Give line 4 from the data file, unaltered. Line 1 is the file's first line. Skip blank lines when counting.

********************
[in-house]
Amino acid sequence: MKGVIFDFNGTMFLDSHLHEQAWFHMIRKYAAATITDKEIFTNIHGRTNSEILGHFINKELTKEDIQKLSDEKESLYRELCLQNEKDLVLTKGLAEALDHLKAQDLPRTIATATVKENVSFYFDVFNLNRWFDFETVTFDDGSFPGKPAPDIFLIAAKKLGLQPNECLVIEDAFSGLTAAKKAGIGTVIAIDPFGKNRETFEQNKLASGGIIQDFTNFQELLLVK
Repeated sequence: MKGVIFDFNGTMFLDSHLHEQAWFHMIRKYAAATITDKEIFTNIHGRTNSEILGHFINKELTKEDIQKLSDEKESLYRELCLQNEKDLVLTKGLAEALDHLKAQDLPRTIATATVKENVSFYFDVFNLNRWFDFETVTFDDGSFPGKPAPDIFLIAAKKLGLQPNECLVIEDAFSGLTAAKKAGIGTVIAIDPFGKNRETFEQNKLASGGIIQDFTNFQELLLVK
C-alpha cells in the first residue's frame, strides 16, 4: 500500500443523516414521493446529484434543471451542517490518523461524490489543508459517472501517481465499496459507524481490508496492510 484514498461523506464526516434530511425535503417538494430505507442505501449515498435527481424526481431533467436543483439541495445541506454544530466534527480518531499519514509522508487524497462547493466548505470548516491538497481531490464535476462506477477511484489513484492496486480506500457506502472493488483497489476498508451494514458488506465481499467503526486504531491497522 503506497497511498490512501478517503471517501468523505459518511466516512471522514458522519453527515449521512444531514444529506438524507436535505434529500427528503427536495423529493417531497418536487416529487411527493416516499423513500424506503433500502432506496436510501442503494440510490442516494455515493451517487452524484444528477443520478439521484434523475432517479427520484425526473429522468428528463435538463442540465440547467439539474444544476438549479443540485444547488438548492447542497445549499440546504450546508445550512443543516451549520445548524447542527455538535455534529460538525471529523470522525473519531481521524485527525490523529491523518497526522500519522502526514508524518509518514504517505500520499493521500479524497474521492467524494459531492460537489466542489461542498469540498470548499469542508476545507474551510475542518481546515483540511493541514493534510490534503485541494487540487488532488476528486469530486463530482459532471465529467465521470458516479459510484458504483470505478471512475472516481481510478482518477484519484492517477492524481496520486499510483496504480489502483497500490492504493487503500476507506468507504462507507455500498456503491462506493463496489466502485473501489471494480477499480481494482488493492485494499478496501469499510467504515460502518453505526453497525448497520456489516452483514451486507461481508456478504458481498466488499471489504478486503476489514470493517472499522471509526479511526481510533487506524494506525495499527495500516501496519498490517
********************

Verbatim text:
C-alpha cells in the first residue's frame, strides 16, 4: 500500500443523516414521493446529484434543471451542517490518523461524490489543508459517472501517481465499496459507524481490508496492510 484514498461523506464526516434530511425535503417538494430505507442505501449515498435527481424526481431533467436543483439541495445541506454544530466534527480518531499519514509522508487524497462547493466548505470548516491538497481531490464535476462506477477511484489513484492496486480506500457506502472493488483497489476498508451494514458488506465481499467503526486504531491497522 503506497497511498490512501478517503471517501468523505459518511466516512471522514458522519453527515449521512444531514444529506438524507436535505434529500427528503427536495423529493417531497418536487416529487411527493416516499423513500424506503433500502432506496436510501442503494440510490442516494455515493451517487452524484444528477443520478439521484434523475432517479427520484425526473429522468428528463435538463442540465440547467439539474444544476438549479443540485444547488438548492447542497445549499440546504450546508445550512443543516451549520445548524447542527455538535455534529460538525471529523470522525473519531481521524485527525490523529491523518497526522500519522502526514508524518509518514504517505500520499493521500479524497474521492467524494459531492460537489466542489461542498469540498470548499469542508476545507474551510475542518481546515483540511493541514493534510490534503485541494487540487488532488476528486469530486463530482459532471465529467465521470458516479459510484458504483470505478471512475472516481481510478482518477484519484492517477492524481496520486499510483496504480489502483497500490492504493487503500476507506468507504462507507455500498456503491462506493463496489466502485473501489471494480477499480481494482488493492485494499478496501469499510467504515460502518453505526453497525448497520456489516452483514451486507461481508456478504458481498466488499471489504478486503476489514470493517472499522471509526479511526481510533487506524494506525495499527495500516501496519498490517